- Next I was headed to the grocery store. I took a moment to call my elderly parents and ask if they needed anything. Again, had to remind myself that this was not a “good girl” move but an act of kindness to save them from having to go out on a snowy day. They needed nothing, and I was interrupting Murdoch Mysteries.
- I saw that an obituary in the paper for old acquaintance of my father and offered to take my dad to the funeral. This was not someone either of us knew particularly well, but I had a feeling that he might want to attend if given the opportunity. My dad is no longer able to drive and hates to ask for rides unless absolutely necessary. I am so glad we went, as it was a chance for my dad to offer a gesture of kindness to the grieving family. His days of shoveling snow for the neighbours are over, and he needs opportunities for service just as much as anyone else.
- I take my neighbours garbage can to the curb if it isn’t already out when I am moving my own. Missing garbage pickup sucks, and as I said they re a busy family with little kids so I presume that their garbage can is full of diapers that really need to be emptied!
- I tweet kudos whenever I receive good customer service, taking care to tag the business. Another option is to simply thank someone who treats you well and say, “I appreciate the way you do your job.” This goes a long way, I promise. One of my sons works in the food industry and he often shares how meaningful and encouraging he finds customer compliments. They not only make his day, but perpetuate his resolve to continue to work hard.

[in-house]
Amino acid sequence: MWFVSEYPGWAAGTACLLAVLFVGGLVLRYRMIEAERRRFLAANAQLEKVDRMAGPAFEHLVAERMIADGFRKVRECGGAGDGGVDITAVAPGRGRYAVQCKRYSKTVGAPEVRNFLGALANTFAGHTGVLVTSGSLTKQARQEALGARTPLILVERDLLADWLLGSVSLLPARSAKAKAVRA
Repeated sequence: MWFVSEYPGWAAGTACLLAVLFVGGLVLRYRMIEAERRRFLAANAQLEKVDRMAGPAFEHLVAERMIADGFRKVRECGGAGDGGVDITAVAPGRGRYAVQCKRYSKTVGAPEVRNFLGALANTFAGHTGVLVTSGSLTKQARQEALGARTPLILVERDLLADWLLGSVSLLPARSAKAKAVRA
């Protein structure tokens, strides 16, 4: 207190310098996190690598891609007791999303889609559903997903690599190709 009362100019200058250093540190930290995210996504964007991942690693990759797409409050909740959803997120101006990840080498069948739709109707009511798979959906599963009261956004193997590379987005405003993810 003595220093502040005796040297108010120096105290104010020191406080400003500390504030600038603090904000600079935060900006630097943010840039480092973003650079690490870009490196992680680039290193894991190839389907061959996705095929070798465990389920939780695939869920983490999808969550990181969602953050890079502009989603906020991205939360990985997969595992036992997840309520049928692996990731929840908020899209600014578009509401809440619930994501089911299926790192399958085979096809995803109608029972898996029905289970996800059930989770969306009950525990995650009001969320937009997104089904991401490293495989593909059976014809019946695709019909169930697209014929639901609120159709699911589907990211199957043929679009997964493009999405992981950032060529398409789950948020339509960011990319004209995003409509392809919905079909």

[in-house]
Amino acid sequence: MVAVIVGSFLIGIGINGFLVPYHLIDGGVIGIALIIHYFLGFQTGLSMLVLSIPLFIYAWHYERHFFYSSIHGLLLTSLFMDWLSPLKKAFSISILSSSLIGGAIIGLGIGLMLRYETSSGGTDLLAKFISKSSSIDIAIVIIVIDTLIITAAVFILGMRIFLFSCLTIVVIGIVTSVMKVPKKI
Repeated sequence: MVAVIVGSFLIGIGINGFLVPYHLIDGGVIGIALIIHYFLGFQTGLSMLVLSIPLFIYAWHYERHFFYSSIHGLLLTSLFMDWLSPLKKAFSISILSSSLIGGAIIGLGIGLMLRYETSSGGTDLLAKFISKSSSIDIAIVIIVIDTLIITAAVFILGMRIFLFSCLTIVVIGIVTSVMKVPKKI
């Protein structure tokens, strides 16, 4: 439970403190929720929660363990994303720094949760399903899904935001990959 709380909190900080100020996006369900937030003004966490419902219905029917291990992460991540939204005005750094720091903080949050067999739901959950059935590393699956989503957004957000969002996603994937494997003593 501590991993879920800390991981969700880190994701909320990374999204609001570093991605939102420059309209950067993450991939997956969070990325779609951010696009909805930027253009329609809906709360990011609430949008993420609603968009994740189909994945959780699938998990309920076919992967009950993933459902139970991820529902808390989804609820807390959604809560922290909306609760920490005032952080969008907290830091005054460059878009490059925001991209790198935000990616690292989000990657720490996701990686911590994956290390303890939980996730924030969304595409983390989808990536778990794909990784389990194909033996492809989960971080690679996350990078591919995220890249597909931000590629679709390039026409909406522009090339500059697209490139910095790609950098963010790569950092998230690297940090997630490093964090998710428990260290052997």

- I let the neighbours know that I enjoy their children. Our kids are grown and our household is pretty quiet, and often our neighbours will apologize for their kids’ noise. I could easily say, “no problem” and stop at that, but I make the extra effort to say, “You have great kids and we love hearing them play. It is a happy sound.” Again, the point is not to be sugary sweet so they will like me better, but to ease any worries they may have – don’t young parents have enough to worry about already?
- Recovery has made me a nicer driver! I let people merge. I wave if they let me in. I assume the slow driver ahead of me is learning, elderly, or lost – not an “asshole” or an “idiot”. In my drinking days I was careful not to drive drunk, but I surely was dysfunctional behind the wheel. All my resentments, anxieties, and insecurities were aimed at everyone else. I can literally feel the difference in my heart now when I am in traffic.
- I rarely walk past littler without picking it up and tossing it in the nearest garbage can. Nothing gross, of course, but if someone has randomly tossed a cup or wrapper I think nothing of whisking it up on my way by. This is a habit I formed long ago, hoping others would notice and (a) think highly of me and (b) follow suit. (Or at least stop effing littering. Jeez!) My new perspective shift has me checking myself to do it simply as an act of service – see or unseen – because it is right.
Now it is your turn to reflect. What can you do for someone else today? What kindness did you perform yesterday? What do you do every day to be of service, and do you have the right mindset? Please share your thoughts and ideas below – an act of service in itself to inspire us all!
Secrets: The Superfood of Addiction
How many green smoothies are clogging your news feed on Facebook and Pinterest these days? Every day it’s another picture posted by another person gushing about the merits of their baby-poop-coloured concoction.
Now I like smoothies on occasion and yes I, too, have been delighted to find that adding a bag of spinach to raspberries and yogurt in a blender tastes surprisingly good. I swear, though, that half of these folks really just want you to know that they gagged it down and are digesting 5 cups of spinach RIGHT NOW. (Note: give it a couple of hours and then update us on the outcome…or…don’t.)